A major transformation of Chinese higher education (HE) has taken place over the past decade – China has reshaped its higher education sector from elite to mass education with the number of graduates having quadrupled to three million a year over six years. China is exceptional among lower income countries in using tertiary education as a development strategy on such a scale, aiming to improve the quality of its graduates, and make HE available to as many of its citizens as possible.
This book provides a critical examination the challenges to the development and sustainability of higher education in China: Can its universities move from quantity to quality? How will so many graduates find jobs in line with their expectations? Can Britain and other western countries continue to benefit from China’s education boom? What are the prospects for collaboration in research? This book evaluates the prospects for Chinese and foreign HE providers, regulators and other stakeholders. It introduces the key changes in China’s HE programme since the Opening-Up policy in 1978 and analyses the achievements and the challenges over the subsequent three decades. Furthermore, it sheds light on new reforms that are likely to take place in the future, particularly as a result of the ongoing international financial crisis.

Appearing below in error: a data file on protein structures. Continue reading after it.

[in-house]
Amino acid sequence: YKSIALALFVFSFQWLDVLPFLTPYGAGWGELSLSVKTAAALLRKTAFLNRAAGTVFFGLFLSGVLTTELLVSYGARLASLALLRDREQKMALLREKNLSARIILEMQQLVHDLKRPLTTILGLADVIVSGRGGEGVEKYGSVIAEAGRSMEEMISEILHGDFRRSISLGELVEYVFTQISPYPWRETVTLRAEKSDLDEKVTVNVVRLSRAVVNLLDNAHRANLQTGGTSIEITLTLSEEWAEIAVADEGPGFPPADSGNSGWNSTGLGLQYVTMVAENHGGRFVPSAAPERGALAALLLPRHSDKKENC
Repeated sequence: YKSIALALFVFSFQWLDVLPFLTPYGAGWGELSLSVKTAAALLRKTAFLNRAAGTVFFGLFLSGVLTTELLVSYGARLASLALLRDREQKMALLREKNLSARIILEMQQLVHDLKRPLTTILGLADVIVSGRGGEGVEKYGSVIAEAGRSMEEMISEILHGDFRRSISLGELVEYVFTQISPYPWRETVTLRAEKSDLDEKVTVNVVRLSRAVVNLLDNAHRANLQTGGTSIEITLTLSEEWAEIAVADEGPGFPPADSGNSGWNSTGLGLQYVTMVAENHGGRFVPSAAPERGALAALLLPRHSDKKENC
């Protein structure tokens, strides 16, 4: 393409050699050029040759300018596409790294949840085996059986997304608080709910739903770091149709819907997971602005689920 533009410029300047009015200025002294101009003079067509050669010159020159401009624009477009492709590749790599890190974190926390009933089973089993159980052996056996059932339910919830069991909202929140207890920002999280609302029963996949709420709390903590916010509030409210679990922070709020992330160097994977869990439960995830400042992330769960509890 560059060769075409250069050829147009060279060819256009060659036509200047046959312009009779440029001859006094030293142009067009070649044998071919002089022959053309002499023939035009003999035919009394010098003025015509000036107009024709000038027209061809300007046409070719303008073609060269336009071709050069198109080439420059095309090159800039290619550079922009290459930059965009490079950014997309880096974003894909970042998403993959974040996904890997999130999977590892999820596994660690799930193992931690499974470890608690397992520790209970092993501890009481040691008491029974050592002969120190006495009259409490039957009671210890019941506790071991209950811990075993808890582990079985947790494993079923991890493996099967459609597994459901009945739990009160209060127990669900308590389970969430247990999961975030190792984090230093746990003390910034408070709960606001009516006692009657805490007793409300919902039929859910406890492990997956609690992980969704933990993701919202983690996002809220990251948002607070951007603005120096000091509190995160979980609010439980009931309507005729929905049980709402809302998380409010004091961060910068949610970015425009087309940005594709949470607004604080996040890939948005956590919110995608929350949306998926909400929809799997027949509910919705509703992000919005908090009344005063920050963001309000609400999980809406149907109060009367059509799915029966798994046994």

TABLE OF CONTENTS
part |68 pages
Widening the provision of higher education
part |40 pages
Expansion and its consequences
part |52 pages
A growing global perspective